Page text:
Crap shit hell etc. I looked at the alarm clock, which said it was a little after nine. It was a lying bastard, because Paul wouldn’t have gone to class without me. “Very logical,” I said, jerking on my other shoe in a hurry, “Seeing as you’re an English teacher. ”
Sullivan’s voice was still very pleasant. “I thought so. So, the rest of the class and I were wondering if you were going to join us?” More laughter behind his voice.
“Am I on speaker phone?”
“Paul, you’re a treacherous bastard!” I shouted. To Sullivan, I added, “I was just putting on my mascara. Time must’ve gotten away from me. I’ll be down momentarily. ”
“You said to go without you!” Paul shouted in the background. I didn’t remember saying any such thing, but it sounded like me.
“I’m glad to hear it,” Sullivan said. “I was planning on having the class heckle you until you agreed to come, but this is much easier. ”
“I wouldn’t miss your fascinating class for all the tea in China,” I assured him. I stood up, spun, trying to find where the smell of flowers was coming from. “Your lectures and bright smile are the highlight of my days here at Thornking-Ash, if you don’t mind me saying so. ”
“I never tire of hearing it. See you soon. Say bye to James, class. ”
The class shouted bye at me and I hung up.
I turned once more, still feeling that I wasn’t alone in the room. “Nuala. ” I waited. “Nuala, are you still in here?”
Silence. There was nothing as silent as the dorms when we were all supposed to be in class. I didn’t know if she was there or not, but I spoke anyway. “If you are here, I want you to listen to me. Get the hell out of my head. I don’t want your dreams. I don’t want what you have to offer. Get out of here. ”
There was no answer, but the scent of summer roses lingered, out of place in our untidy room, as if maybe she knew I was lying. I grabbed a pen from the top of the dresser, found a bare spot of skin on the base of my thumb, and wrote exorcism and showed it to the room, so she would see it and so I wouldn’t forget. Then I grabbed my backpack and left the smell of Nuala behind me.
“James,” Sullivan said pleasantly as I slid into my desk. “I trust you slept well?”
“Like fleets of angels were singing me to slumber,” I assured him, pulling out my notebook.
“You look well for it,” he replied, his eyes already on the chalkboard. “We were just getting ready to talk about our first real writing assignment, James. Metaphor. We’ve spent the first half of the class discussing metaphor. Familiar with the concept?”
I wrote metaphor on my hand. “My teacher was like a god. ”
“That’s a simile,” Sullivan sai
“And he is,” called out Megan from my right. She giggled and turned red.
“Thank you, Megan,” Sullivan said, without turning around. He wrote metaphor in Hamlet on the board. “I prefer demi-god, however, until I finish my PhD. So. Ten pages. Metaphor in Hamlet. That’s the assignment. Outline due in two weeks. ”
There were eight groans.
“Don’t be infants,” Sullivan said. “It will be pitifully easy. Grade-schoolers could write papers on metaphor. Preschoolers could write papers on metaphor. ”
I underlined the word metaphor on my hand. Metaphor in Hamlet was possibly the most boring topic ever invented. Note to self: slash wrists.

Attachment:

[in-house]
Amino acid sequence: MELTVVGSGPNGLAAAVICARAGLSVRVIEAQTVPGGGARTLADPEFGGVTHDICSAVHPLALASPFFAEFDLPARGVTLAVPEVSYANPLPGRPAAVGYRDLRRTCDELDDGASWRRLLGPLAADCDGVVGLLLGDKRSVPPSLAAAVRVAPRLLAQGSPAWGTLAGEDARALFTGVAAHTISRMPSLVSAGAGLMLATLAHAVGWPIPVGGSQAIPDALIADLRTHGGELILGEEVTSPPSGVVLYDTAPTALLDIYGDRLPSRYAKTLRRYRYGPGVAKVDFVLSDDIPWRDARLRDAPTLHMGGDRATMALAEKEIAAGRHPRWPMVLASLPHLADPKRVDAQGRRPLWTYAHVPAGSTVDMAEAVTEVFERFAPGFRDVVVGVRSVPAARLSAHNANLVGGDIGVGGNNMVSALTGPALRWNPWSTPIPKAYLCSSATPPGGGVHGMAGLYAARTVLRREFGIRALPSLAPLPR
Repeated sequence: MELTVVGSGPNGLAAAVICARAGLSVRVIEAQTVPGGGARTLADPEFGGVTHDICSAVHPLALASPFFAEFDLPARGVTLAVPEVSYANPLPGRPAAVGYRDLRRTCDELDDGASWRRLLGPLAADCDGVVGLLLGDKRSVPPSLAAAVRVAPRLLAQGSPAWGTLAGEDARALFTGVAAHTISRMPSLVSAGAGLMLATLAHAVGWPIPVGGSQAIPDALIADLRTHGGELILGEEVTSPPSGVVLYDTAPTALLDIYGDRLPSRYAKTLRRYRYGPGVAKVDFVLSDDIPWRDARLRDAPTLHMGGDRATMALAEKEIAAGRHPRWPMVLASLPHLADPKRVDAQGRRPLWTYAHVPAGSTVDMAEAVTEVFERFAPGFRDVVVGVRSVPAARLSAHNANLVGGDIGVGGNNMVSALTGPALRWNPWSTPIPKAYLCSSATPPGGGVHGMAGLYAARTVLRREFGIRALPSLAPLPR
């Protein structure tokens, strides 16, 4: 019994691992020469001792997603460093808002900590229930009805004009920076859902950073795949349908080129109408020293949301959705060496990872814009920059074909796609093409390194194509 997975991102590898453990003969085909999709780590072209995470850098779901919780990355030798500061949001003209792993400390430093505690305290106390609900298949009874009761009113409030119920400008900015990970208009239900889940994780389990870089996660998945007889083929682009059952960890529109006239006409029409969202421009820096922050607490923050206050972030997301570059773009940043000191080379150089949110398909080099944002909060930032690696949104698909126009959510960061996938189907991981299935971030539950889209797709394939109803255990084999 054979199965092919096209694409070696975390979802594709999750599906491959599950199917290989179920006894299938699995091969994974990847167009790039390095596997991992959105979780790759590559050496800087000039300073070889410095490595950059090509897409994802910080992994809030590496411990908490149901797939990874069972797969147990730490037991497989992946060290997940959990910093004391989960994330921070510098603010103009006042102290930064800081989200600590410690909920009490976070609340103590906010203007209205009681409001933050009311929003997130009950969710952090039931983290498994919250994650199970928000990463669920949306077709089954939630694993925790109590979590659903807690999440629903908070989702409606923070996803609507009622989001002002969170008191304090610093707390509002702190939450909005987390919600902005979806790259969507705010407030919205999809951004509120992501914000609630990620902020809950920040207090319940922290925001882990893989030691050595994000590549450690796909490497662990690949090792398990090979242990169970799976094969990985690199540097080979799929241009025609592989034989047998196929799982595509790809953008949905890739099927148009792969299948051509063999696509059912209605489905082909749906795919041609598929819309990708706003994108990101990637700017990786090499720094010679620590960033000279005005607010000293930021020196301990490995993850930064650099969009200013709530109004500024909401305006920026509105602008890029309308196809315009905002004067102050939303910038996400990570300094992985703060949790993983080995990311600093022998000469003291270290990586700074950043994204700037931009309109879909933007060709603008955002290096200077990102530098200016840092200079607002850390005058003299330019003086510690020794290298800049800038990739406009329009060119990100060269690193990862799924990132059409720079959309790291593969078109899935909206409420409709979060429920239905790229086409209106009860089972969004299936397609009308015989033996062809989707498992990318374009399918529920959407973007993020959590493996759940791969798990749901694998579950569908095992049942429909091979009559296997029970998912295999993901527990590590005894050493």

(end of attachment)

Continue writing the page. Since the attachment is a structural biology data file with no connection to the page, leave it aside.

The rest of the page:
“James, you look, if possible, less thrilled than your classmates. Is that merely an excess of sleep on your features, or is it really palpable disgust?” Sullivan asked me.
“It’s not my idea of a wild and crazy time, no,” I replied. “But it’s not as if an English assignment is going to be. ”
Sullivan crossed his arms. “I tell you what, James. And this goes for all of you. If you can think of a wilder and crazier time that you can do for this assignment—that has something to do with Hamlet and/or metaphor—I’m happy to look at outlines for it. The point is for you to learn something in this class. And if you really hate a topic, all you’re going to do is go online and buy a paper anyway. ”
“You can do that?” Paul breathed.
Sullivan gave him a look. “On that note, get out of here. Start thinking about those outlines and keep up on the reading. We’ll be discussing it next class. ”
The rest of the students packed up and left with impunity, but as I figured, Sullivan called me aside as I was getting ready to go. He waited until all of the other students had exited, and then he closed the door behind them and sat on the edge of his desk. His expression was earnest, sympathetic. The morning light that came in the window behind him backlit his dusty brown hair to white-gold, making him look like a tired angel in a stained-glass window, one of those who’s not so much playing their divine trumpet as listlessly dragging it out of a sense of duty.
“Do your worst,” I said.
“I could give you a demerit for being late. ” Sullivan said, and as soon as he said it I knew that he wasn’t going to. “But I think I’ll just slap your wrist this time. If it happens again … ”
“—I’ll hang,” I finished.
It would’ve been a good place to say “thanks,” but the word seemed unfamiliar in my mouth. I couldn’t remember the last time I’d said it. I had never thought of myself as an ingrate before.
Sullivan’s eyes dropped to my hands; I saw them flicking up and down, trying to make sense of the words on my skin. They were all in English, but it was a language only I spoke.
by Maggie Stiefvater / Young Adult / Science Fiction & Fantasy / Romance have rating 3 out of 5 / Based on39 votes